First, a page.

Products from artificial joints to semiconductor circuits to plastic bags are made using the fourth state of matter, or plasma, which is an ionized gas. Plasma changes properties depending on its temperature, and when the temperature is low, the substance is strongly nonequilibrium, meaning it changes over time.
Elijah Thimsen, principal investigator of the Interface Research Group at Washington University in St. Louis, will study the behavior of nanoparticles in low-temperature plasmas that may lead to the production of novel materials and novel states of matter.
Thimsen, assistant professor of energy, environmental & chemical engineering in the School of Engineering & Applied Science, received a three-year, $248,984 grant from the National Science Foundation to study the vaporization of nanoparticles in low-temperature plasmas. He will explore a new aerosol mechanism in these plasmas that has not been previously studied. The mechanism allows for materials, such as metals, to vaporize at room temperature, due to the nonequilibrium environment within the plasma.
“In addition to this being fundamentally interesting, this mechanism allows monodispersed nanoparticles to be produced that are made of materials for which production methods are unknown,” Thimsen said. “With the theoretical limits still unknown for processing material into new configurations via interactions with low-temperature plasmas, there also is a chance for experimental discovery of novel processes to alter materials in unexpected ways.”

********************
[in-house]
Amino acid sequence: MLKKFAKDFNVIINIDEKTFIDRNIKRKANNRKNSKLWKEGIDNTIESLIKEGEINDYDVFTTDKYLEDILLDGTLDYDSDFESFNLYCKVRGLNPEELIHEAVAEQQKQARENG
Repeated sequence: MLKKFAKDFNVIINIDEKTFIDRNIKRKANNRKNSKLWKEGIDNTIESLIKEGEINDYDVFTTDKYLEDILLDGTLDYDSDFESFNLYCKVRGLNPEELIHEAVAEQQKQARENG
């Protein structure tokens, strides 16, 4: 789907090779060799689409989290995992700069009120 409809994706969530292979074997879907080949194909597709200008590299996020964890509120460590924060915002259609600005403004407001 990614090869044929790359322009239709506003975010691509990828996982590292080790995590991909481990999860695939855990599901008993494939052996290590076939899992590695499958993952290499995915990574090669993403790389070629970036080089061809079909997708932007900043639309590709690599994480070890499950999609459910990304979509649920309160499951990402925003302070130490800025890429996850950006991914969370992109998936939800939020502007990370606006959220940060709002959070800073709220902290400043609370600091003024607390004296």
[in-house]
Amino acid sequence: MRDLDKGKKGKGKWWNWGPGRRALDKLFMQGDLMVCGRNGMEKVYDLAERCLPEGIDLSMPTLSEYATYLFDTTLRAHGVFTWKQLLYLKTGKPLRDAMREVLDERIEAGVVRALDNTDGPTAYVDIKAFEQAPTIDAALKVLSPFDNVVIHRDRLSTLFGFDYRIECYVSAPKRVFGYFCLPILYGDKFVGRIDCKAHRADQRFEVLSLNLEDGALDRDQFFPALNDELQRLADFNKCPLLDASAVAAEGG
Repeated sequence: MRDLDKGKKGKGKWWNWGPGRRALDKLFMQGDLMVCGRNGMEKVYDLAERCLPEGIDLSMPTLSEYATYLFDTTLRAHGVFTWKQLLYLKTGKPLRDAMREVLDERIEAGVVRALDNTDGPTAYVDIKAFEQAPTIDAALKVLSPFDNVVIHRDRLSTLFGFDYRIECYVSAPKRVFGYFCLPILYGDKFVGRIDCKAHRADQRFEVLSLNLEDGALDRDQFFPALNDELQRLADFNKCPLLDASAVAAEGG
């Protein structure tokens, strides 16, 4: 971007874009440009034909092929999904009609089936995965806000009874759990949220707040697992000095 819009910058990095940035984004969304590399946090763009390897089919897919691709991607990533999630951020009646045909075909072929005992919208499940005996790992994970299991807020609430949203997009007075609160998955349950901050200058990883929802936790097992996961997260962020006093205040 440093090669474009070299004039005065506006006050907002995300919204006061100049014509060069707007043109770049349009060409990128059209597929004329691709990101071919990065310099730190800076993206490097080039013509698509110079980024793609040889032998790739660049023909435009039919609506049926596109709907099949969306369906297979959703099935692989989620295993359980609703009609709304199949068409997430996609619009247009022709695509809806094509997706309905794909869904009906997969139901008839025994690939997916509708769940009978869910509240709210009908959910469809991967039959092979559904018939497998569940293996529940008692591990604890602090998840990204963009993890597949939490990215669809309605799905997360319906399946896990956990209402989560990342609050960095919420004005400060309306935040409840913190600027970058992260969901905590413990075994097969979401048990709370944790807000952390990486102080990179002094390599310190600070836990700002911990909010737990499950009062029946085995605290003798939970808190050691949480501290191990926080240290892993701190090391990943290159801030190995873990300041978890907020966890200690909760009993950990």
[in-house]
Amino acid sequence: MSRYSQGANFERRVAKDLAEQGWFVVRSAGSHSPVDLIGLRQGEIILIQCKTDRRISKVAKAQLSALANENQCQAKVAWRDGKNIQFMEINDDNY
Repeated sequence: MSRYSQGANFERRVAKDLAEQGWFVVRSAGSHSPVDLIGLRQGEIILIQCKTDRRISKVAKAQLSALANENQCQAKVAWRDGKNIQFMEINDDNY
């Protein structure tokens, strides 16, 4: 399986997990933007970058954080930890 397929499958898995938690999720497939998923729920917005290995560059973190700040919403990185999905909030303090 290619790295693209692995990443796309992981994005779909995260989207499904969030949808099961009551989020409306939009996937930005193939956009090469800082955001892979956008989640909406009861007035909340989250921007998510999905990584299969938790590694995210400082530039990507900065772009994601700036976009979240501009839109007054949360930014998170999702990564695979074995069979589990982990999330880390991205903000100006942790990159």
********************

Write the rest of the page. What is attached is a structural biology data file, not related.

Thimsen said preliminary evidence supports the new mechanism, which would be applicable to many different materials.
“The goal of the project is to generalize the mechanism and to use it to synthesize materials that are desired by the nanomaterials community, but have nevertheless remained elusive,” he said.
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